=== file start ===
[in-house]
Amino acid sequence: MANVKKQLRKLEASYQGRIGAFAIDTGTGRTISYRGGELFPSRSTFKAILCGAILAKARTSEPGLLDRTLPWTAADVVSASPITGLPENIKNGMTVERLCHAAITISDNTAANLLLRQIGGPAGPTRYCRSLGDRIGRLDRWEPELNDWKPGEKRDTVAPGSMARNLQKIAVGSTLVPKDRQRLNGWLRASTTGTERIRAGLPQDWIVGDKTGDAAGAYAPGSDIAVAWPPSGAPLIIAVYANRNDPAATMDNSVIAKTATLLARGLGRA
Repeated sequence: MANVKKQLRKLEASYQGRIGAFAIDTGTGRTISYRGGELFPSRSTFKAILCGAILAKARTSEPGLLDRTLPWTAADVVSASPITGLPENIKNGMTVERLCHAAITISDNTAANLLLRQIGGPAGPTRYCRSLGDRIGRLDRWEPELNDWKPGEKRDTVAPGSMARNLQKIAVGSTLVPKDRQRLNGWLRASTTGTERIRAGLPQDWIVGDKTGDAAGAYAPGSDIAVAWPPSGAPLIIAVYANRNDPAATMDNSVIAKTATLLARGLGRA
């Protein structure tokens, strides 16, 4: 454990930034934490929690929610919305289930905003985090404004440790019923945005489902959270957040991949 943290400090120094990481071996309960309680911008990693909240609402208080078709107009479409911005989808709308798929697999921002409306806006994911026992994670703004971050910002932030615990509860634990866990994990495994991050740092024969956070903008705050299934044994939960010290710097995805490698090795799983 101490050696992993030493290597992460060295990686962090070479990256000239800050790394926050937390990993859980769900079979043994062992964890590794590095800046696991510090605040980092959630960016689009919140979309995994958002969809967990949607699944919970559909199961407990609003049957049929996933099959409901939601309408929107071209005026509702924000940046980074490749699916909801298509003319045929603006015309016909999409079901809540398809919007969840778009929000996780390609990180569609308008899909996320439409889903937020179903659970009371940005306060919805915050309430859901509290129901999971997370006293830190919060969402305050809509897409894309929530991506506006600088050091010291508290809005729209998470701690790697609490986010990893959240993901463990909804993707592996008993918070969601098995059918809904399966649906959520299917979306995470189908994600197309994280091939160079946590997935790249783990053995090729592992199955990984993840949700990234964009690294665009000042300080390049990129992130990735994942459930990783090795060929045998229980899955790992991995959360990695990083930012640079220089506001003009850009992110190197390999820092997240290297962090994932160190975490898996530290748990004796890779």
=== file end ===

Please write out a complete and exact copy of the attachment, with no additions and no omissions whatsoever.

[in-house]
Amino acid sequence: MANVKKQLRKLEASYQGRIGAFAIDTGTGRTISYRGGELFPSRSTFKAILCGAILAKARTSEPGLLDRTLPWTAADVVSASPITGLPENIKNGMTVERLCHAAITISDNTAANLLLRQIGGPAGPTRYCRSLGDRIGRLDRWEPELNDWKPGEKRDTVAPGSMARNLQKIAVGSTLVPKDRQRLNGWLRASTTGTERIRAGLPQDWIVGDKTGDAAGAYAPGSDIAVAWPPSGAPLIIAVYANRNDPAATMDNSVIAKTATLLARGLGRA
Repeated sequence: MANVKKQLRKLEASYQGRIGAFAIDTGTGRTISYRGGELFPSRSTFKAILCGAILAKARTSEPGLLDRTLPWTAADVVSASPITGLPENIKNGMTVERLCHAAITISDNTAANLLLRQIGGPAGPTRYCRSLGDRIGRLDRWEPELNDWKPGEKRDTVAPGSMARNLQKIAVGSTLVPKDRQRLNGWLRASTTGTERIRAGLPQDWIVGDKTGDAAGAYAPGSDIAVAWPPSGAPLIIAVYANRNDPAATMDNSVIAKTATLLARGLGRA
């Protein structure tokens, strides 16, 4: 454990930034934490929690929610919305289930905003985090404004440790019923945005489902959270957040991949 943290400090120094990481071996309960309680911008990693909240609402208080078709107009479409911005989808709308798929697999921002409306806006994911026992994670703004971050910002932030615990509860634990866990994990495994991050740092024969956070903008705050299934044994939960010290710097995805490698090795799983 101490050696992993030493290597992460060295990686962090070479990256000239800050790394926050937390990993859980769900079979043994062992964890590794590095800046696991510090605040980092959630960016689009919140979309995994958002969809967990949607699944919970559909199961407990609003049957049929996933099959409901939601309408929107071209005026509702924000940046980074490749699916909801298509003319045929603006015309016909999409079901809540398809919007969840778009929000996780390609990180569609308008899909996320439409889903937020179903659970009371940005306060919805915050309430859901509290129901999971997370006293830190919060969402305050809509897409894309929530991506506006600088050091010291508290809005729209998470701690790697609490986010990893959240993901463990909804993707592996008993918070969601098995059918809904399966649906959520299917979306995470189908994600197309994280091939160079946590997935790249783990053995090729592992199955990984993840949700990234964009690294665009000042300080390049990129992130990735994942459930990783090795060929045998229980899955790992991995959360990695990083930012640079220089506001003009850009992110190197390999820092997240290297962090994932160190975490898996530290748990004796890779």